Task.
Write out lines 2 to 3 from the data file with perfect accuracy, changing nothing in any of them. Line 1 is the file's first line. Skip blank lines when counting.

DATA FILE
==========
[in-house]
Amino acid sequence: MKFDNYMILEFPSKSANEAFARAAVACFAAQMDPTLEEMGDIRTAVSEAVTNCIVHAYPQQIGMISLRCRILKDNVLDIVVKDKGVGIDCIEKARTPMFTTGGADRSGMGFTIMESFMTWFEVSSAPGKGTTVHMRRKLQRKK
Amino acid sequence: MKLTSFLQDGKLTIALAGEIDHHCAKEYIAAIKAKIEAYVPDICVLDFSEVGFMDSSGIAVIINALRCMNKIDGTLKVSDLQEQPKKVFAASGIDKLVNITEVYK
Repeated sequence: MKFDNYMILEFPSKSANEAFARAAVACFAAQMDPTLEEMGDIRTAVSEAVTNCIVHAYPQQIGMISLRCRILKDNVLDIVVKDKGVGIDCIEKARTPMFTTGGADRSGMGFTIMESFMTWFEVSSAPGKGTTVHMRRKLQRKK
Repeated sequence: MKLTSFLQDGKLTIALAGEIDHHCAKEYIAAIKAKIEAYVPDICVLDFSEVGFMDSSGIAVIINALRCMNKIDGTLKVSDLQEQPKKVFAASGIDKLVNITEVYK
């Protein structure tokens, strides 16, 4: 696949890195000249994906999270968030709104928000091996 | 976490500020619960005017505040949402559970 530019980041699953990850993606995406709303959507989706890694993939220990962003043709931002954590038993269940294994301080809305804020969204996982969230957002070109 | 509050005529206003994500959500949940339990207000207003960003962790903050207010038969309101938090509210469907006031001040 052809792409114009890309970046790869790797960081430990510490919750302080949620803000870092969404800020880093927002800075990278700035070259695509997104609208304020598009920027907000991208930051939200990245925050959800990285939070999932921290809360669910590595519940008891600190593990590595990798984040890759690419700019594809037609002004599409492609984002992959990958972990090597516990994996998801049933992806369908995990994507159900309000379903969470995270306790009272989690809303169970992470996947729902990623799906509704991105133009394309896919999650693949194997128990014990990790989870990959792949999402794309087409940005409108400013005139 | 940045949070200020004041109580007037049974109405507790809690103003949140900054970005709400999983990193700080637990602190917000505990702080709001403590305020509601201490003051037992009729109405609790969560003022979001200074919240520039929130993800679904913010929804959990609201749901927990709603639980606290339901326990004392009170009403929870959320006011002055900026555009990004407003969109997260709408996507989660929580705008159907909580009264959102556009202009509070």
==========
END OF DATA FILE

Amino acid sequence: MKFDNYMILEFPSKSANEAFARAAVACFAAQMDPTLEEMGDIRTAVSEAVTNCIVHAYPQQIGMISLRCRILKDNVLDIVVKDKGVGIDCIEKARTPMFTTGGADRSGMGFTIMESFMTWFEVSSAPGKGTTVHMRRKLQRKK
Amino acid sequence: MKLTSFLQDGKLTIALAGEIDHHCAKEYIAAIKAKIEAYVPDICVLDFSEVGFMDSSGIAVIINALRCMNKIDGTLKVSDLQEQPKKVFAASGIDKLVNITEVYK